The Stone Roses eponymous album is, whether you like it or not iconic (and one half of Pop Lifer does not – we most certainly do not agree on everything). A staple of the older sibling pass-me-down like “Revolver”, “Hunky Dory” or “Screamadelica”, a true rite of passage, it is an album that maybe influenced more than it sold but certainly endures. And when they announced earlier this year – to the joy of executives at TicketMaster – that they were reforming, two new possibilities opened up. First, to reclaim their catalogue as more than one album with a lemon slices on its cover and, second, to give us the happy ending that Brown and Squires’ petulance had denied us.
They succeeded mostly. Pop Lifer did not make it to the first night of their three homecoming gigs at Heaton Park in Manchester but we were there on the third, the Sunday (which by lucky co-incidence had Plan B as support – another 2012 hero for another window in our advent calendar).
Their classic album got a full hearing, each song’s every word echoed by the crowd. The Second Coming was under represented – “Ten Storey Love Song” and “Love Spreads” the only songs to make the setlist from the gruesomely delayed and grimly received follow-up. The smattering of A and B sides that partially comprise the miscellany “Turns into Stone” were given more time – “Sally Cinnamon” and “Mersey Paradise” particularly frenetic and raucously enjoyed.
Pop Lifer would disagree that a euphorically acclaimed 12 minute “Fools Gold” (which we took as a piss break) breathed new life into their bafflingly big hit (how “She Bangs the Drum” was not a bigger hit is a mystery). However on a wave of good will, the back catalogue was played out, played tight and with a refreshing aggression , energy and bite. Even Ian Brown’s notoriously dubious vocal skills held up (we think).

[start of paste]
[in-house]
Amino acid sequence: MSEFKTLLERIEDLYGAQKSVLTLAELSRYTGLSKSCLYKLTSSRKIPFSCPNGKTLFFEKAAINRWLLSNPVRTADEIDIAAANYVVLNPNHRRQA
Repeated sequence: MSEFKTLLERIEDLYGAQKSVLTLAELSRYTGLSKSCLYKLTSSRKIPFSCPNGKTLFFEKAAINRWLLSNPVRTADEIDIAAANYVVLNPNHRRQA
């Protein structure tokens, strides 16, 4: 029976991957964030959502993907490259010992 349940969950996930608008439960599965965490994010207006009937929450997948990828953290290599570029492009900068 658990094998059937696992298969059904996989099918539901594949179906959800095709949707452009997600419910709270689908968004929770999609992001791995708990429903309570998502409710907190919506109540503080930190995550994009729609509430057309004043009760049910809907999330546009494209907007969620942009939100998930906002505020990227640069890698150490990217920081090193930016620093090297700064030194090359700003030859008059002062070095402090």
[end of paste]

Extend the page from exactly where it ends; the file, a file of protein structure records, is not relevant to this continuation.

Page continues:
The second goal was realised, too. Inevitably “I am the Resurrection” concluded the encore free set and as it swirled and reverbed into a drawn out goodbye the ferocious concentration of Mani broke into a smile, Reni took to the front of the stage, and hugs and embraces were exchanged in relief as much as joy. Eventually John and Ian slapped an arm around each other, the crowd cheered and we had the reconciliation we were after. A muddy Heaton Park was awash with plastic glasses and mid 30’s boys and girls in bucket hats and a moment had been re-lived.
The Stone Roses were given their happy ending but there is a risk they will refuse to leave it at that. Their reformation now threatens to become an annual event and inevitably the euphoria will be diluted. This final act may tip the balance and pollute the affection. Promised new material, if it is any good of course, offers salvation from future ignominy.
Which takes us back to The Smiths. For The Smiths to reform would not be limited to reliving a moment bur tinkering with an aesthetic and almost certainly sullying it in the process. The Smiths playing the O2 to a £150 a head audience would be as far removed from the kitchen sink poetry of Morrissey as it possible to imagine. It should never be risked.